& Co. potentially opened 3.5 million accounts in customers’ names without those customers’ knowledge or consent — far more than the 2.1 million that were previously identified, according to an independent review, the San Francisco bank said Thursday.
The 3.5-million figure echoes an estimate given in the spring by attorneys in a class-action lawsuit with the bank. They negotiated a settlement based on that figure, so Wells Fargo is not expected to face vast additional payouts.
The bank said Thursday that the analysis by PwC, which it previously announced was coming, looked at a larger time frame than the original review.
The expanded review looked at more than 165 million retail banking accounts opened between January 2009 and September 2016. The initial analysis reviewed 93.5 million current and former customer accounts opened between May 2011 and mid-2015.
On a conference call early Thursday, Wells Fargo Chief Executive Tim Sloan called the new figure "a reminder of the disappointment we caused" to customers and investors.
“To rebuild trust and to build a better Wells Fargo, our first priority is to make things right for our customers,” he said in a statement released Thursday. “The completion of this expanded third-party analysis is an important milestone.”
Of those 3.5 million potentially unauthorized consumer and small business accounts, about 190,000 accounts incurred fees and charges, up from the 130,000 accounts that had been previously identified.
Wells Fargo said it would provide $2.8 million in further refunds and credits, in addition to the $3.3 million announced after the first review.
The new PwC review analyzed small-business and consumer checking, savings and unsecured credit card and line of credit account data to look for potentially unauthorized accounts.
By using somewhat different methodologies to look at the time frame covered by the first review, the new review found 2.55 million potentially unauthorized accounts, up from the 2.1 million found in the first review, Wells Fargo said in a statement. Plus, by expanding the time frame, the new review found an additional 981,000 potentially unauthorized accounts. Combined, that’s 3.5 million.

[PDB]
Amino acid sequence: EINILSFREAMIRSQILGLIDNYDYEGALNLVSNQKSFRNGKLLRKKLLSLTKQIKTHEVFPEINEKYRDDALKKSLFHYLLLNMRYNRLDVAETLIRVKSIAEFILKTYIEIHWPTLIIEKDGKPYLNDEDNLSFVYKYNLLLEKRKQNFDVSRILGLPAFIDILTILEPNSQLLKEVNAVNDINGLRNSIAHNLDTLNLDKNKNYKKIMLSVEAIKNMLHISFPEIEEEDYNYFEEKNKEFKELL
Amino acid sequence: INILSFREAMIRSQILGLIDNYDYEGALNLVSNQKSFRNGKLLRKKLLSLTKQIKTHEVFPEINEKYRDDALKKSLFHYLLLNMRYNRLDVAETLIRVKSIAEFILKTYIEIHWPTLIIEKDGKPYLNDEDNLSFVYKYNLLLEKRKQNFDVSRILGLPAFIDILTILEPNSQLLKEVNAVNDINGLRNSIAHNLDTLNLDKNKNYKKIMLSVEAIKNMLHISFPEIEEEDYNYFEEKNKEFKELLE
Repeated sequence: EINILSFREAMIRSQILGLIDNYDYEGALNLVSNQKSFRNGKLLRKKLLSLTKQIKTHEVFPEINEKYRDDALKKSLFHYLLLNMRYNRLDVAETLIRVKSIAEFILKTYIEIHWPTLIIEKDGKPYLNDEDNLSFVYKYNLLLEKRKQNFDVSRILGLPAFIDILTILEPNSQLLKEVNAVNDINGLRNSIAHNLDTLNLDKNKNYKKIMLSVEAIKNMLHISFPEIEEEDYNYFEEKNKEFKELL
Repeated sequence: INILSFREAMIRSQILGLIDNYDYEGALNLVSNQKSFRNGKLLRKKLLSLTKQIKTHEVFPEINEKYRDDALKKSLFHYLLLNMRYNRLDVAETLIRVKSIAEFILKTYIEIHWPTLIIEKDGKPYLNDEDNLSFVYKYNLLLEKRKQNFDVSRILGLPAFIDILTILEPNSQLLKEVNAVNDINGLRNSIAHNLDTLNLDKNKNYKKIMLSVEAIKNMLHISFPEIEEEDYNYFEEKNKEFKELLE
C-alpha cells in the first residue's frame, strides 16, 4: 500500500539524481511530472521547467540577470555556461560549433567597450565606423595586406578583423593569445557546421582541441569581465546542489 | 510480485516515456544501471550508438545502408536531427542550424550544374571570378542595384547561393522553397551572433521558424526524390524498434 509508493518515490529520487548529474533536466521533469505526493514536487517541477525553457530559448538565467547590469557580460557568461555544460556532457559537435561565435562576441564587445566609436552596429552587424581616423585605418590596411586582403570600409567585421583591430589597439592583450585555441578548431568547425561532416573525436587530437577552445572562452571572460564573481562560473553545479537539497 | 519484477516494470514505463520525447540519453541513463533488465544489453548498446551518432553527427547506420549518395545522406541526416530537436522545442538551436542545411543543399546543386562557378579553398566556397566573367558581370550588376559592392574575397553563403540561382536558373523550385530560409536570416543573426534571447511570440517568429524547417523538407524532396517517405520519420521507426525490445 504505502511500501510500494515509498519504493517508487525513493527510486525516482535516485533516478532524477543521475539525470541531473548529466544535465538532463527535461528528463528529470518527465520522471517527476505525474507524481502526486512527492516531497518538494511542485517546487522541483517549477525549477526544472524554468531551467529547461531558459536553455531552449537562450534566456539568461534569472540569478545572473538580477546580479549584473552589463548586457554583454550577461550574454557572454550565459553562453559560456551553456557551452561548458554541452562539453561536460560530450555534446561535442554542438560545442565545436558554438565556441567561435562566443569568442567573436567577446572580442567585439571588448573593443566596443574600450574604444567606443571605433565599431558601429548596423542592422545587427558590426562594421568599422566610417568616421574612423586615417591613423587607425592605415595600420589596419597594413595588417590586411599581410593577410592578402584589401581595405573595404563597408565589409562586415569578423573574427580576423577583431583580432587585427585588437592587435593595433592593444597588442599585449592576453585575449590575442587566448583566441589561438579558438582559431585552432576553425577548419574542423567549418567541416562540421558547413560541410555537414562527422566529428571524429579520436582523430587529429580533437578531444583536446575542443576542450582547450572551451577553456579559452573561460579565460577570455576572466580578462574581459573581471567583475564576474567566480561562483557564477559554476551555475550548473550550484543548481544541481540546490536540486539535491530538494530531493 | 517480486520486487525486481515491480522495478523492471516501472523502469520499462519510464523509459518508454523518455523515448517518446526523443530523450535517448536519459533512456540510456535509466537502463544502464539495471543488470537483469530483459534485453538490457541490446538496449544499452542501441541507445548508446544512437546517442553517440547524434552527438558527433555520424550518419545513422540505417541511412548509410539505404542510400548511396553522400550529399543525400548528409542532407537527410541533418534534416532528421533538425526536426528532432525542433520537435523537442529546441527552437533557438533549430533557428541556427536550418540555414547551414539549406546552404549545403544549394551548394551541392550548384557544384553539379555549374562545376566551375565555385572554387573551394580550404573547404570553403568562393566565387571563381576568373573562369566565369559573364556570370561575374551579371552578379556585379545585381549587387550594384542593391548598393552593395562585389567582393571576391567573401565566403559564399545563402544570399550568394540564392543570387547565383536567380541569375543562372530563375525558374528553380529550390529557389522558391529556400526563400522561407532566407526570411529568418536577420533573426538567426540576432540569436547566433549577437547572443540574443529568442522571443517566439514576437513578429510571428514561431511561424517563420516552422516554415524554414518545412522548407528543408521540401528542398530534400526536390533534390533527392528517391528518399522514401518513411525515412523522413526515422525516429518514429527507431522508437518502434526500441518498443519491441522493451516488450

The new review also found that about 528,000 accounts were potentially enrolled in online bill pay without customers’ knowledge or consent. The bank said it would refund $910,000 to those customers who incurred fees or charges.
Wells Fargo’s practices were uncovered in a that found overbearing sales pressure was leading bank employees to create accounts for customers without their knowledge or authorization.
The in 2015, and Wells Fargo agreed Sept. 8, 2016, to pay $185 million to regulators.
This spring, in the process of negotiating a $142-million settlement with the bank, plaintiffs’ in San Francisco that they estimated perhaps 3.5 million unauthorized accounts were created between 2002 and last year.
U.S. District Judge Vince Chhabria has , but will have to give a final sign-off on the deal later this year before payments to customers are made.
The bank already agreed to increase the payout once before, boosting it to $142 million from $110 million after an internal bank report showed unauthorized accounts had been a problem as long ago as 2002, years earlier than previously reported.
Wells Fargo has acknowledged that unauthorized accounts were created as far back as 2002, but it has not offered to review accounts created that long ago. Sloan said Thursday that the bank’s data would not support a review of accounts before 2009, the year it acquired Wachovia.
"That was a big demarcation in terms of data," Sloan said. "The farther you go back, the data is just not as available or of as high quality."
Wells Fargo had known for weeks that its review released Thursday would turn up many more potentially unauthorized accounts than the 2.1 million it identified last year.
Analysts said they had expected the number to grow, and the bank said in a regulatory filing this month that the review “may lead to a significant increase in the identified number of potentially unauthorized accounts.”
Last week, Sloan sent a letter to employees warning that there would be a wave of news coverage following the announcement of the new figures.
“The results of our reviews will generate news headlines,” Sloan said, “but even as we face this renewed coverage, the best thing we can do is stay focused on fixing problems, making things right for customers, and building a better, stronger Wells Fargo.”
Sloan also emphasized in the letter — as bank representatives have for the past year — that the number of potentially unauthorized accounts is probably larger than the number of genuinely unauthorized accounts.
The bank identified potentially unauthorized accounts based on how accounts were used. For instance, if a checking account was opened with a minimum deposit, and the deposit was withdrawn soon after, that account would be flagged as potentially unauthorized, Sloan said.
The announcement comes just a few weeks after the bank announced , and two other long-serving board members would step down, marking the highest-profile departures since former Chairman and Chief Executive last year.
Scandals surrounding the bank have multiplied in the last year. What started with issues over unauthorized accounts has since grown to include a bevy of additional bad practices — including unneeded and unwanted insurance policies, bogus mortgage fees and overcharges for small businesses.
9:10 a.m.: This article was updated with more information about the independent review and details from a conference call held Thursday morning.
7:30 a.m.: This article was updated with more information about the independent review and background information.
6:40 a.m.: This article was updated with a statement from Wells Fargo Chief Executive Tim Sloan and more findings from the independent review.
This article was originally published at 6:20 a.m.